Mumbai: The Indian financial system is flooded with cheap money at this point of time, but the liquidity overhang may not last for long and interest rates are bound to go up soon. So, companies, big and small, should raise money now and use it when needed.

This was the key takeaway from Mint CEO Briefing, the first of a series in partnership with Bain and Co., held in Mumbai on Thursday over breakfast, in front of a select audience of senior executives.

Money talk: (from left) Romesh Sobti of IndusInd Bank Ltd, Motilal Oswal of Motilal Oswal Financial Services Ltd, R. Sukumar of Mint, Sri Rajan of Bain & Co., Madhabi Puri-Buch of ICICI Securities Ltd and Hetal Gandhi of Tano India Advisors Pvt. Ltd at the discussion in Mumbai on Thursday. The event, with the theme, ‘Financing options in the upturn’, was the first of a series in partnership with Bain & Co. Abhijit Bhatlekar / Mint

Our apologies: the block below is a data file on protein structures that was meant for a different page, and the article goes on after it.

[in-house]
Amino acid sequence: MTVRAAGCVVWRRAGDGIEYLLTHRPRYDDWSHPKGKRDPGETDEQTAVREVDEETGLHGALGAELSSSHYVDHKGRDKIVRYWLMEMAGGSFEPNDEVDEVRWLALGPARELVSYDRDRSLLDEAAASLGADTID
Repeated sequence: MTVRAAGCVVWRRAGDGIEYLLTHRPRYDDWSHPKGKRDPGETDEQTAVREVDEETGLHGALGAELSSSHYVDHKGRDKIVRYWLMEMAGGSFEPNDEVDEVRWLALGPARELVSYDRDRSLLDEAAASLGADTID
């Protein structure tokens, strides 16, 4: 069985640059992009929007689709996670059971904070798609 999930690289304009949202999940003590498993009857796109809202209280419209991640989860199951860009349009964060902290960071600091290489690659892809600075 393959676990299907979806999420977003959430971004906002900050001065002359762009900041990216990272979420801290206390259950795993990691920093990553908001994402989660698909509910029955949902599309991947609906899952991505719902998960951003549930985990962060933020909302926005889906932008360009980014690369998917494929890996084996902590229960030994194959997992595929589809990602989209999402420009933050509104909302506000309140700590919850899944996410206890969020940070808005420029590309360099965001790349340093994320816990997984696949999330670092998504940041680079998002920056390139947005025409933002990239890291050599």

The discussion—“Financing options in the upturn"—was moderated by R. Sukumar, editor of Mint.

Rajan set the context of the discussion by posing key questions to the panel and the audience: Is there an upturn? Is money available to all, especially small and medium enterprises (SMEs)? Are companies using the right funding mechanisms for global acquisitions, and is there money available for these?

According to Sobti, funding options in an economic upturn are slightly different from those in a downturn, but the basis on which the chief financial officer of a company takes a decision remains the same—should the company go long or short while raising loans; should it opt for fixed or floating rates of interest; and finally, should the money be raised offshore or onshore.

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There are always two stances, a view-based stance and a hedge-based stance, he said.

“Today there is excess liquidity in the domestic market and everybody is going short, but I would suggest you take a contrarian view and go long when there is excess liquidity. This is particularly true about the small and medium enterprises," Sobti said.